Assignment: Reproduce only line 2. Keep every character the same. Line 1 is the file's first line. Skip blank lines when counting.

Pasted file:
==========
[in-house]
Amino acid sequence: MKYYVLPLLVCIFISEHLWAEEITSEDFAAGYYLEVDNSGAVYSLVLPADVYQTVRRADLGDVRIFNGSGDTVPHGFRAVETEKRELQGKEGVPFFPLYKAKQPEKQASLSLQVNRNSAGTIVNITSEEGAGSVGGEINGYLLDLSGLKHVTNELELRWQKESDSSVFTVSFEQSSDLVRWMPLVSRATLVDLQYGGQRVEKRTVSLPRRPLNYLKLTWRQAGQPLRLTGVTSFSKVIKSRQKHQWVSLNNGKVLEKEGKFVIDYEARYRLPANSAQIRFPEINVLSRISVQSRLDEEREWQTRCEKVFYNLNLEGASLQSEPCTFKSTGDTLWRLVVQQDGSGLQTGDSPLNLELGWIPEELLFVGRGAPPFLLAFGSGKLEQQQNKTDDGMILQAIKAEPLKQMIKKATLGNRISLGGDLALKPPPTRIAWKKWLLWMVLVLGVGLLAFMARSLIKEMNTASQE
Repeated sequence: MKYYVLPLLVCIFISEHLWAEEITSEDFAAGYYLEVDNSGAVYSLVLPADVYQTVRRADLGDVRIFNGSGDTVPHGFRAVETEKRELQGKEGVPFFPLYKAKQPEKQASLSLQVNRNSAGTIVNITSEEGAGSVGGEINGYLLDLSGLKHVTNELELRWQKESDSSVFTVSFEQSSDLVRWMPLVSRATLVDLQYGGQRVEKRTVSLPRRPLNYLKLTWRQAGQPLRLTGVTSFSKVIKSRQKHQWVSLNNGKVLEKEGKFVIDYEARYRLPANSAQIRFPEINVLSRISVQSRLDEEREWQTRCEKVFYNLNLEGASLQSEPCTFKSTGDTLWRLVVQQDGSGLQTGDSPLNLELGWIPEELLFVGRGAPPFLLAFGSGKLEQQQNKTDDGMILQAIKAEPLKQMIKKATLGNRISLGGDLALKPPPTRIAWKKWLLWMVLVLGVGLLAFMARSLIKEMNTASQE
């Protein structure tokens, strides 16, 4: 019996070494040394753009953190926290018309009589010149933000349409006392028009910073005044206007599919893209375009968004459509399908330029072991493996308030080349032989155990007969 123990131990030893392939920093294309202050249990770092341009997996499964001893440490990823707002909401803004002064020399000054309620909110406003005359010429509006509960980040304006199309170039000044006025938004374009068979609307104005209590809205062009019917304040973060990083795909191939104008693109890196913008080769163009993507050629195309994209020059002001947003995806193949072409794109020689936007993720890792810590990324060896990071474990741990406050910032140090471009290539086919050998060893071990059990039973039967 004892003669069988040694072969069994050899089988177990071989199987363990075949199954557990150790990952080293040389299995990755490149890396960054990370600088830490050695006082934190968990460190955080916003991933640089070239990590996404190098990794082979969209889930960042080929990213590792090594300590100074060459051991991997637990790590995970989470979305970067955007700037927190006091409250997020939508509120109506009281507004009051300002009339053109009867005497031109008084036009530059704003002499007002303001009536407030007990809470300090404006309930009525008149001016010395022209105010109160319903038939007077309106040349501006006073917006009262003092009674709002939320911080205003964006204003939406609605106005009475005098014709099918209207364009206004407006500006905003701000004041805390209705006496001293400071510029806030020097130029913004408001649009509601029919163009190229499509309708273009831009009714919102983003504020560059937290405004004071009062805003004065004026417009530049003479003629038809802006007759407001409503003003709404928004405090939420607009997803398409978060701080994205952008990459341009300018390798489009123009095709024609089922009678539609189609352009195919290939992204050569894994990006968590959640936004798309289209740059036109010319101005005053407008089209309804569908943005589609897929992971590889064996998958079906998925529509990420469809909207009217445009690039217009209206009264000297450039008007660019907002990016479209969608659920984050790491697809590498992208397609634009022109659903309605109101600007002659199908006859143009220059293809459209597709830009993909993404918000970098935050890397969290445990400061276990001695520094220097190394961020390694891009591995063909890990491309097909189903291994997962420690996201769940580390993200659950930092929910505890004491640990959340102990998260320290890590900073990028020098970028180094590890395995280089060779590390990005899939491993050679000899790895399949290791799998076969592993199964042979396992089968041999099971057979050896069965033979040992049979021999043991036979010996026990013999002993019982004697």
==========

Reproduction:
Amino acid sequence: MKYYVLPLLVCIFISEHLWAEEITSEDFAAGYYLEVDNSGAVYSLVLPADVYQTVRRADLGDVRIFNGSGDTVPHGFRAVETEKRELQGKEGVPFFPLYKAKQPEKQASLSLQVNRNSAGTIVNITSEEGAGSVGGEINGYLLDLSGLKHVTNELELRWQKESDSSVFTVSFEQSSDLVRWMPLVSRATLVDLQYGGQRVEKRTVSLPRRPLNYLKLTWRQAGQPLRLTGVTSFSKVIKSRQKHQWVSLNNGKVLEKEGKFVIDYEARYRLPANSAQIRFPEINVLSRISVQSRLDEEREWQTRCEKVFYNLNLEGASLQSEPCTFKSTGDTLWRLVVQQDGSGLQTGDSPLNLELGWIPEELLFVGRGAPPFLLAFGSGKLEQQQNKTDDGMILQAIKAEPLKQMIKKATLGNRISLGGDLALKPPPTRIAWKKWLLWMVLVLGVGLLAFMARSLIKEMNTASQE